Pollution and Exercising

Recently l made a trip to see my daughter Kellie in Sydney, Australia.  After arriving by plane my wife Sharon and l went for a walk and both ended up with asthma and a little hay fever. No doubt this was an adjustment to our new environment as we live in a much less polluted zone of Australia on the fabulous Sunshine Coast, just an hour north of Brisbane.  Kellie lives in one of the most beautiful places in the world (Bondi Beach, Sydney, Australia)  but it made me think about the effects of pollution on our cardio-vascular system and how this might then in-turn impact our fitness levels.

I then started to wonder what pollutants we were possibly inhaling. Whilst the Australian major cities have so much to offer, large populations in these areas results in an increase in air pollutants. 

Common air pollutants in these built-up areas are nitrogen oxides, aerosols, carbon monoxides, peroxyacetyl nitrate, dust, smoke from industry and pollens produced by the flora in parks.  These particles, whilst minute, do have a way of penetrating our bodies. They are inhaled and mainly affect our respiratory system, which for some individuals may cause asthma, general discomfort and upper respiratory reductions in oxygen uptake.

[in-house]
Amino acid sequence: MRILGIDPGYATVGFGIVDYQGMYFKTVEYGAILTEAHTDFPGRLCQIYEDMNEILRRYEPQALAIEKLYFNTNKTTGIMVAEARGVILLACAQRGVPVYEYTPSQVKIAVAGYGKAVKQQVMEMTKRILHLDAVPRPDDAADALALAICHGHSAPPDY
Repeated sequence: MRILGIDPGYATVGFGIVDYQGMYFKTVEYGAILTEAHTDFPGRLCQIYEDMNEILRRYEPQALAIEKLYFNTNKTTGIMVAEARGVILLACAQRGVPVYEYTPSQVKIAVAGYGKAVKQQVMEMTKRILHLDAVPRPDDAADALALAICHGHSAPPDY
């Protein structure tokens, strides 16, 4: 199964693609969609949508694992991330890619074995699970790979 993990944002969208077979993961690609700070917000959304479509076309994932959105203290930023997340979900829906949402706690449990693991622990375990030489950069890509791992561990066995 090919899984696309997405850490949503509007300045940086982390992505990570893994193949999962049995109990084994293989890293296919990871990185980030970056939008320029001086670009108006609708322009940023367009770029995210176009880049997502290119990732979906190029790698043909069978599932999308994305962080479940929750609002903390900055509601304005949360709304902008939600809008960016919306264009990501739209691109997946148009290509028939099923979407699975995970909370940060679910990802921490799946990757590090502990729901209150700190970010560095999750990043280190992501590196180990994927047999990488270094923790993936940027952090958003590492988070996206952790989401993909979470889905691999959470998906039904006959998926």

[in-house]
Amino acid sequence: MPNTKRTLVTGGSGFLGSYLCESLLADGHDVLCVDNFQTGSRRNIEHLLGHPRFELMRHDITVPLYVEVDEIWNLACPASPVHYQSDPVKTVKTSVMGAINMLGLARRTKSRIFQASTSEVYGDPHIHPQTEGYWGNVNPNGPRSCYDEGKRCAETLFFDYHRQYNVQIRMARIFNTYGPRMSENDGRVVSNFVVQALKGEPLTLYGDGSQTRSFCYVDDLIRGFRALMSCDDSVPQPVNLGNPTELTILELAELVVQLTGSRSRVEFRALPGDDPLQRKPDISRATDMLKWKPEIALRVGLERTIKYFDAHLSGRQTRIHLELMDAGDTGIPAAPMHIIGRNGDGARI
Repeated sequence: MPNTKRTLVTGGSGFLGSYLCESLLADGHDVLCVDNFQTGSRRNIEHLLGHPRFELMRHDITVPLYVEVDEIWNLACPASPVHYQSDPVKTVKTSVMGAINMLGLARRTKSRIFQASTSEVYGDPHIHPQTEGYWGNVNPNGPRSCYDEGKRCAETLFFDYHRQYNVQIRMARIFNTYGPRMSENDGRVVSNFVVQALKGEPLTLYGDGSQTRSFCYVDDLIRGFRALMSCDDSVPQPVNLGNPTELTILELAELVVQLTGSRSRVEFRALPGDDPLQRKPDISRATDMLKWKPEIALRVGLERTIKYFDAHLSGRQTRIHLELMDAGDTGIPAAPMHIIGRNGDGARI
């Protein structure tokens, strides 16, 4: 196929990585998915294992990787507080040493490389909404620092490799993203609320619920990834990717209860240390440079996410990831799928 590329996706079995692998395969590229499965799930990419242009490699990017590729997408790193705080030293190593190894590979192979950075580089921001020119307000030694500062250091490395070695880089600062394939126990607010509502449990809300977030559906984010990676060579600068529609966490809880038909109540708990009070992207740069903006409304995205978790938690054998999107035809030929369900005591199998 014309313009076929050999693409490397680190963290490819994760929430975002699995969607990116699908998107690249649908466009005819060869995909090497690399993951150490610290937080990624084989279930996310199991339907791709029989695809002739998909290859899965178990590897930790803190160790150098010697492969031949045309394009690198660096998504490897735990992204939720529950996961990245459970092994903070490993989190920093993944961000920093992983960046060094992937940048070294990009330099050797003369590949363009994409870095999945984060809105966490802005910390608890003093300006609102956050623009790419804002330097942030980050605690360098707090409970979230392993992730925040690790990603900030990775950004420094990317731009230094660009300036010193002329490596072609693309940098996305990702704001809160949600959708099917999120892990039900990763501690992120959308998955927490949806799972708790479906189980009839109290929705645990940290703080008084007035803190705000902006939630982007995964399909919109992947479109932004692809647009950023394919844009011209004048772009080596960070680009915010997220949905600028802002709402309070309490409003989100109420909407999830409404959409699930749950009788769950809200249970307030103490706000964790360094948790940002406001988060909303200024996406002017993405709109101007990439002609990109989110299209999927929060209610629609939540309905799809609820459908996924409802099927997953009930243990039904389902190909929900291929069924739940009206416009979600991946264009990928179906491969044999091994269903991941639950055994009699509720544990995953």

Carbon monoxide (from car exhausts) is the major contributor to these disorders.  This pollutant can drastically affect performance and irritate the upper respiratory tract.  Oxygen transport reductions can occur when this element combines with haemoglobin in the blood, thereby adversely impacting the transport of oxygen to our tissues around the body. In some cases very high concentrations can then affect the max and sub-maximal performance of the recreational and professional athlete, particularly for those with underlying asthma and bronchial predispositions.

Some hints when training in these beautiful cities:

  • Avoid exercising during the city rush hours as the CO2 levels are increased.
  • Avoid cigarette smoking areas when exercising.
  • Try and work out in the cool of the day avoiding the combination of heat, humidity and greater pollution.
  • Keep the amount of exercise done in very high pollution areas to a minimum.

Be aware of the ozone levels in your area. Australia has one of the highest, even though in recent years we have seen a reduction.

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